Saturday, April 14, 2012
"This study is fraught with troubling variables that, on their own cast significant doubt as to the validity of the study, but when compounded really degrade the veracity of any of its findings.
Let's just talk about five:
FIRST: This is a self-reported study. This study doesn't examine ANY dental records. Only medical records are used, and this is only to identify the tumor cohort. As such, the study soley relies upon the memories of subjects going back before the age of ten. Let's think for a moment about an individual who unfortunately has been diagnosed with a brain tumor. A tough, tragic and shocking diagnosis to anyone. Even before contacted by examiners to participate in the study, I wouldn't be surprised if those with tumors hadn't already spent a lot of time thinking about why they might have had a brain tumor. More than any other tumor in the body, thinking about dental radiation would be a natural mental exercise. Thinking about ANY radiation around the face, head and neck in an individuals past would be something I would expect from any patient with a brain tumor. Now, have an examiner call by phone, and spend 50 minutes discussing their history of dental x-rays.... it wouldn't surprise me at all to think that the bias in the patient would lean towards a more acute recollection of dental x-rays. Think about it as compared to an individual control who never gave it any thought at all until the examiner posed the dental x-ray questions. THE COMPARISON OF THESE TWO COHORTS OF PATIENTS BASED ONLY ON PERSONAL REPORT SHOULD RAISE SERIOUS QUESTIONS AS TO THE VALIDITY OF THIS STUDY.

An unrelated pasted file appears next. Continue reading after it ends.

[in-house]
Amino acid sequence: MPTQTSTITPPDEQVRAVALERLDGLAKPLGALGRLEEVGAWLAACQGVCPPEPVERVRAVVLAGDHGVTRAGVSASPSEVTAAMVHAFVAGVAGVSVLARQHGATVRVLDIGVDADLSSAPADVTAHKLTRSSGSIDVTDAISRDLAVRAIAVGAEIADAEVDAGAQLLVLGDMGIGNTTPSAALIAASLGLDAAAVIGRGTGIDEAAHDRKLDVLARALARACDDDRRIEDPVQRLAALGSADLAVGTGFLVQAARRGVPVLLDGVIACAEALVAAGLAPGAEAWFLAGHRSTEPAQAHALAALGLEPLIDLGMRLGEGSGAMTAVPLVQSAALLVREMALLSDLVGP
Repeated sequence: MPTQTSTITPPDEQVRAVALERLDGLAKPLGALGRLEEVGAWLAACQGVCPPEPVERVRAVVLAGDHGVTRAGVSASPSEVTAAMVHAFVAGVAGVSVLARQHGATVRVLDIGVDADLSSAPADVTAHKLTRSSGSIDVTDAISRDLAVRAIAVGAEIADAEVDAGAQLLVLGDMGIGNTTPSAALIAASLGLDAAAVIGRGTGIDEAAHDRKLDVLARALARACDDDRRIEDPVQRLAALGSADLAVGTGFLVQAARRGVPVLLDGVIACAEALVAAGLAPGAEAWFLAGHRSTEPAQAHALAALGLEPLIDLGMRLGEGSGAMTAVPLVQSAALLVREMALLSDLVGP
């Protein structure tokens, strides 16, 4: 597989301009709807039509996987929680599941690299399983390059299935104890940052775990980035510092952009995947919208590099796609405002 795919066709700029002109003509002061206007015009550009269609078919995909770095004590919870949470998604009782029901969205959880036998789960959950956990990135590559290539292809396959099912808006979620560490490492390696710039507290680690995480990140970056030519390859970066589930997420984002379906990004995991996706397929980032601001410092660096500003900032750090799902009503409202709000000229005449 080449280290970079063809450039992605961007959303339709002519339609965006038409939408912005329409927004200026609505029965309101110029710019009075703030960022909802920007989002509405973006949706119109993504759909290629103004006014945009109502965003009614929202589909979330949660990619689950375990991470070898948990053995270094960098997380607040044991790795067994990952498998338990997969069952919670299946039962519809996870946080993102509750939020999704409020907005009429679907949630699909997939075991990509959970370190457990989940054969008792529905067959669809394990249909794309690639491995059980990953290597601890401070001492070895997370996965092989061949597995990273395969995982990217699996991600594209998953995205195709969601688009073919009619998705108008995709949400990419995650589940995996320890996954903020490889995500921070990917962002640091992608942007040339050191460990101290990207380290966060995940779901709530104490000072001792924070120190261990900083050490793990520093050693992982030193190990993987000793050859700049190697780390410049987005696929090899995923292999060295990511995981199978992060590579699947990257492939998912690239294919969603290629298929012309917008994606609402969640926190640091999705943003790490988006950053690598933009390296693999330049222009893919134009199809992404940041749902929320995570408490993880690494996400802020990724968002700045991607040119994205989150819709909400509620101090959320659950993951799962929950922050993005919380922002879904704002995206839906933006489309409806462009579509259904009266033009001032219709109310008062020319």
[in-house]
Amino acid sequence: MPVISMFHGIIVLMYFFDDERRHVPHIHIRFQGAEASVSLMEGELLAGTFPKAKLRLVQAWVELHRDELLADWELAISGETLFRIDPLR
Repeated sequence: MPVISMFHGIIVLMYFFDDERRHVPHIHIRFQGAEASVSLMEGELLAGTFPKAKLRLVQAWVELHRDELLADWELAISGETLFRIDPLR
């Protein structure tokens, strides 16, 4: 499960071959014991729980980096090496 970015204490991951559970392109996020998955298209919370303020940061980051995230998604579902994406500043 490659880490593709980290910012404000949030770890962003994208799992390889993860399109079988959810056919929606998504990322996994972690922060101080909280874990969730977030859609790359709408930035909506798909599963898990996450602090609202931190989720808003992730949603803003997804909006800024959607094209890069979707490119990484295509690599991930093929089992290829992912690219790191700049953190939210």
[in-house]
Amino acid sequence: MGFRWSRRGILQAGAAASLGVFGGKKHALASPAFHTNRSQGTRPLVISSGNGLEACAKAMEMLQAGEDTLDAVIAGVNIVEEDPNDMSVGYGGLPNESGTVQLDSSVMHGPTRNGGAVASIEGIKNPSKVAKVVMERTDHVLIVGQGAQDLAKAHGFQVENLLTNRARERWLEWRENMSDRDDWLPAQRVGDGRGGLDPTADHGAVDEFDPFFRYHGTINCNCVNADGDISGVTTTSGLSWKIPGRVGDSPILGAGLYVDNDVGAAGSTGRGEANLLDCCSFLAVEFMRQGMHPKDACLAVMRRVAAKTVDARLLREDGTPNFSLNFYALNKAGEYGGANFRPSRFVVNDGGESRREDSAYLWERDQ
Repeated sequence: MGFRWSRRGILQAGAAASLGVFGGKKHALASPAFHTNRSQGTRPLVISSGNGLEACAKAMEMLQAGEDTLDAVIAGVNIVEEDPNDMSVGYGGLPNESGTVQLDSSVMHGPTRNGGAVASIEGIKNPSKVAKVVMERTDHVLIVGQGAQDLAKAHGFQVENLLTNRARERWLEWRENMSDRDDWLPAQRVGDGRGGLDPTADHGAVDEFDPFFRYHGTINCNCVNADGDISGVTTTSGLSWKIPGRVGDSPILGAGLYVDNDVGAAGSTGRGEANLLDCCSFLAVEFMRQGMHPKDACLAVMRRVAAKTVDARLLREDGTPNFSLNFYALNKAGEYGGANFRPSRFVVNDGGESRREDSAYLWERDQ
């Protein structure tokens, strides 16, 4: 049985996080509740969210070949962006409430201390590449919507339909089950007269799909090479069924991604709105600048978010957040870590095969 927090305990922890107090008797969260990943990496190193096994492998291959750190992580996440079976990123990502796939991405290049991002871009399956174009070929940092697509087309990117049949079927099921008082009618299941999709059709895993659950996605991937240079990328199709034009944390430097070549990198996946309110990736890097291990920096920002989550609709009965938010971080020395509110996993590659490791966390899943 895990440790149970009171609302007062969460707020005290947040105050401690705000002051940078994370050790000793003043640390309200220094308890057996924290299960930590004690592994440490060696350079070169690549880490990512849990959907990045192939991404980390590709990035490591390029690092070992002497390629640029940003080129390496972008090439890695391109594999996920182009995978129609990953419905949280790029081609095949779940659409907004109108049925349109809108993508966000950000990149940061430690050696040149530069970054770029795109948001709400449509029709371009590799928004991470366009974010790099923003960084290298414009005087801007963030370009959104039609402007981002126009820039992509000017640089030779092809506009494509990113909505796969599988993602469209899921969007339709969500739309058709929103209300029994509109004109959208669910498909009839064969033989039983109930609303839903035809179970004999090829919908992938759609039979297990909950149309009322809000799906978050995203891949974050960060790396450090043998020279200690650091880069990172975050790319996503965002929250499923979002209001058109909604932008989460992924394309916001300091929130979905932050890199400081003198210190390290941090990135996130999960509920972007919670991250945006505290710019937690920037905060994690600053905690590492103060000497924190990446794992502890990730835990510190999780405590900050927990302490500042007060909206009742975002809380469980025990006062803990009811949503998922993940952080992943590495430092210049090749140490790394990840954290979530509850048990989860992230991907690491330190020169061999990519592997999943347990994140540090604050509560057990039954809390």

SECOND: The time span which this study encompasses includes (and heavily weights) radiation delivered prior to the common use of digital radiography or even faster speed films. In my opinion it is safe to say that radiation delivered today is a fraction of what it was during the scope of time covered with this study. THIS FACT ALONE SHOULD ALLOW ALL PRACTITIONERS TO CONFIDENTLY DISCUSS THE DIFFERENCE BETWEEN TODAYS RADIOGRAPHIC STUDIES VS. THE CONCLUSIONS DERIVED FROM THIS STUDY.
THIRD: NO CORRELATION BETWEEN CT STUDIES AND MENINGIOMAS WAS MADE WITH THIS STUDY. QUOTING FROM THE STUDY "TO OUR KNOWLEDGE, NO STUDIES HAVE REPORTED ON THE ASSOCIATION BETWEEN USE OF COMPUTED TOMOGRAPHY (CT) AND MENINGIOMA RISK.... IT IS NOTEWORTHY THAT CASES (OF MENINGIOMA) WERE NO MORE LIKELY TO HAVE RECEIVED A HEAD CT THAN CONTROLS."
FOURTH - AND THE MOST TROUBLING FOR THE AUTHORS OF THE STUDY: There was a statistically significant increased risk of meningioma for patients who reported having bitewing radiographs, yet no statistically significant increase for patients with full-mouth films. THIS CONFOUNDING FINDING IN THE STUDY IS NOT ADDRESSED BY THE AUTHORS, AND FLYS IN THE FACE OF THEIR CONCLUSIONS. VERY, VERY TROUBLING, YET NEVER ADDRESSED. IT MAKES NO SENSE WHATSOEVER.
FIFTH (CIRCLING BACK TO THE FIRST) - The problems with this study are discussed in the paper: "Limitations of this study include the possibility of either under-reporting or over-reporting of dental x-rays by study participants." YA THINK? WHAT IF UNDER REPORTING BY HEALTHY INDIVIDUALS AND OVER REPORTING OF AFFECTED INDIVIDUALS OCCURRED IN THIS STUDY? IT CAN'T BE AND ISN'T DISPUTED IN THE PAPER THAT THIS IS POSSIBLE. WHAT IF THE OVER/UNDER REPORTING BIAS ERASES ALL STATISTICAL SIGNIFICANCE?
The only strength in the study is the number of patients. Large numbers gives any study statistical POWER. Yet without truth in the variate, even POWERFUL studies aren't valid."
I hope you find this information helpful and that you share it with friends and family members. It is important to note that not all research is created equal and that we always have to question new findings and not automatically accept everything we here as fact, even if it comes from Yale.